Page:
Pro-Taxpayer Ways to Increase the Availability and Use of Biosimilars
Streamline FDA Review and Approval of Biosimilars
The FDA must constantly balance the need for competition in the drug market with the need for safe and effective drugs. Keeping that balance in mind, the agency itself has noted it can improve and streamline its review and approval process for biosimilars. FDA stated in its July 2018 Action Plan that it is:
“Developing and implementing new FDA review tools, such as standardized review templates that are tailored to marketing applications for biosimilar and interchangeable products, to improve the efficiency of FDA review and enhance the public information about FDA’s evaluation of these products.”
These moves offer promise to biological product manufacturers, taxpayers, and patients, so long as FDA’s guidance and tools make applying and receiving approval for a biosimilar easier, faster, more clear, and more efficient.
Allow for Reciprocal Drug Approval
Sen. Ted Cruz (R-TX) recently reintroduced the RESULT Act. NTU sent a letter thanking Sen. Cruz for his legislation, writing:
“The RESULT Act would be a strong first step to reforming the FDA’s outdated approach, by providing an expedited, reciprocal approval process for drugs, biologics, or medical devices that have been authorized to be lawfully marketed in a limited set of other countries. The legislation includes responsible limits to this expedited process, allowing the Secretary of Health and Human Services to decline a reciprocal approval if the Secretary determines a drug or device would not be safe and effective.”
Sen. Cruz’s legislation allows for reciprocal approval of brand-name biologics approved in the European Union (EU). While the RESULT Act does not include reciprocal approval for biosimilars or interchangeable products, earlier U.S. market entry for brand-name biologics developed in the EU could, in turn, spur earlier U.S. market entry for biosimilars. As Sen. Cruz noted when introducing an earlier version of the RESULT Act:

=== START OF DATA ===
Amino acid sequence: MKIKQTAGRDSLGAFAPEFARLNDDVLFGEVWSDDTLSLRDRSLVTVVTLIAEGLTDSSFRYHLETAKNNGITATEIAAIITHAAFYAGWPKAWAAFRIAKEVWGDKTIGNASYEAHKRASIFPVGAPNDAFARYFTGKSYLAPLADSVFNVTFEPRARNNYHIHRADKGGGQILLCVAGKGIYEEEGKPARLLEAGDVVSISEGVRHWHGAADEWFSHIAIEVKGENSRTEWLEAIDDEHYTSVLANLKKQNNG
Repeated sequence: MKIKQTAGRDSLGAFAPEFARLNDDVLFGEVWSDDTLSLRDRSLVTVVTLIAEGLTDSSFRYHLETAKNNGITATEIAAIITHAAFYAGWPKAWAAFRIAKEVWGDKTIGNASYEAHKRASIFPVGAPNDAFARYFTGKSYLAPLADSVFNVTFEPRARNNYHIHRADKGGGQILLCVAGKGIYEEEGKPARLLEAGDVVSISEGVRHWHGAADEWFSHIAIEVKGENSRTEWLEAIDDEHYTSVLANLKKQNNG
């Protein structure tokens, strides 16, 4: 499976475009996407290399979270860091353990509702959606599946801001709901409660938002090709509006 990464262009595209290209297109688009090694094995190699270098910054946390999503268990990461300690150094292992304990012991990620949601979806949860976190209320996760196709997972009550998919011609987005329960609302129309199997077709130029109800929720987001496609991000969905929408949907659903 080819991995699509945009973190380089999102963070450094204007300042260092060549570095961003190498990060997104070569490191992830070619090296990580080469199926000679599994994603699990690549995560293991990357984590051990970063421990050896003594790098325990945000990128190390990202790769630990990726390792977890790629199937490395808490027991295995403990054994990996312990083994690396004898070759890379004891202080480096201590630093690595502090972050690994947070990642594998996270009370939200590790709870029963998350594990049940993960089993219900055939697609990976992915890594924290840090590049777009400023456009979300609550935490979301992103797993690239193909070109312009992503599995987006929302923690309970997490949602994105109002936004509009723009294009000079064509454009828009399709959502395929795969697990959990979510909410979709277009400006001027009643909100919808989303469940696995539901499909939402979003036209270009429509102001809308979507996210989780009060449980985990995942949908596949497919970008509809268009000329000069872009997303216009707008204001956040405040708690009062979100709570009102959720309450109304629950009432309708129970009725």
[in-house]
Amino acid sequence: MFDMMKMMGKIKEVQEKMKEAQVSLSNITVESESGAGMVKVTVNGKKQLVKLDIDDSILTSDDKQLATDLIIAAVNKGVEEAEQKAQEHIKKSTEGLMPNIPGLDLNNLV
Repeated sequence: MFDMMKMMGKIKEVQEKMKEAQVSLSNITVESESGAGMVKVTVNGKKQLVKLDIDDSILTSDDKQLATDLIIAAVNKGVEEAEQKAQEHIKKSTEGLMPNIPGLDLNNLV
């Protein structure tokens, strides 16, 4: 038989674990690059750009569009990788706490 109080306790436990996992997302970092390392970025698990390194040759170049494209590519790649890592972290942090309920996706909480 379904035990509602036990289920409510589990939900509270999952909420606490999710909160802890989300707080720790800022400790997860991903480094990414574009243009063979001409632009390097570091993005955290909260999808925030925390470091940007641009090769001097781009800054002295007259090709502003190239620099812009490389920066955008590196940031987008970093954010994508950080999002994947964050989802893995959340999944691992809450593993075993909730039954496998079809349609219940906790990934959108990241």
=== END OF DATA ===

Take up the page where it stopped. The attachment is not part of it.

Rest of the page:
“Health care providers and their patients who need critical and commonly used generic medications including cancer drugs, antipsychotic drugs for mental health emergencies, anesthetics and much more...will benefit from increased competition and a greater supply of drugs and devices.”
It’s worth adding the EU is ahead of the U.S. on biosimilar approval - the European Medicines Agency (EMA) approved the first biosimilar in 2006 (nine years before the first U.S.-approved biosimilar) and has approved 68 to date (compared to 23 in the U.S.).
Increase Practitioner and Patient Knowledge of Biosimilars
According to health care experts, several of the major barriers to increased uptake of biosimilars have to do with a lack of certainty and knowledge about these products. From a 2019 study in Pharmacy & Therapeutics, a peer-reviewed journal:
“Many reasons for this have been cited, including a lack of provider confidence in these similar biologics, potential minor differences from the reference products, uncertainty about substitution, certain financial incentives favoring the use of originator biologics (e.g., higher reimbursement limits for reference biologics), and a lack of patient awareness and education.”
…“Educational opportunities (e.g., data on approval requirements, clinical study regulations, immunogenicity considerations) for physicians, patients, and payers are needed to facilitate the incorporation of biosimilars into formulary decision-making. Without education to increase biosimilar familiarity, physicians may be less inclined to prescribe this new category of biologics and may not be aware of which biosimilars are available on a payer formulary.”
The Department of Health and Human Services (HHS) has echoed the need for physician and patient education, writing that “FDA intends to build on the momentum of past education efforts, such as the launch of its Biosimilars Education and Outreach Campaign in 2017, by developing additional resources for health care professionals and patients.”
Fortunately, existing legislation would help tackle the knowledge gap on biosimilars. The Advancing Education on Biosimilars Act of 2019 (S. 1681), sponsored by Sen. Michael Enzi (R-WY) and cosponsored by Sen. Maggie Hassan (D-NH), would require HHS to establish, maintain, and operate a website with educational materials on the use of biosimilars.
Update the “Purple Book”
Multiple stakeholders have expressed the need for updates to the FDA’s “Purple Book,” which lists licensed biological products along with FDA biosimilarity or interchangeability evaluations. This is similar to the FDA’s “Orange Book” for prescription drugs, but the Purple Book does not include much of the information the Orange Book does. The Department of Health and Human Services’ “American Patients First” blueprint released in May 2018 said this about the Purple Book:
“The Purple Book provides information about these products that is useful to prescribers, pharmacists, patients, and other stakeholders. FDA is committed to the timely publication of certain information about reference product exclusivity in the Purple Book.”
S. 1895, the Lower Health Care Costs Act, also includes a provision on the Purple Book. NTU has expressed our concern with some aspects of the bill, but the Purple Book provision at least takes some important steps in modernizing the FDA’s Purple Book and codifying it into law.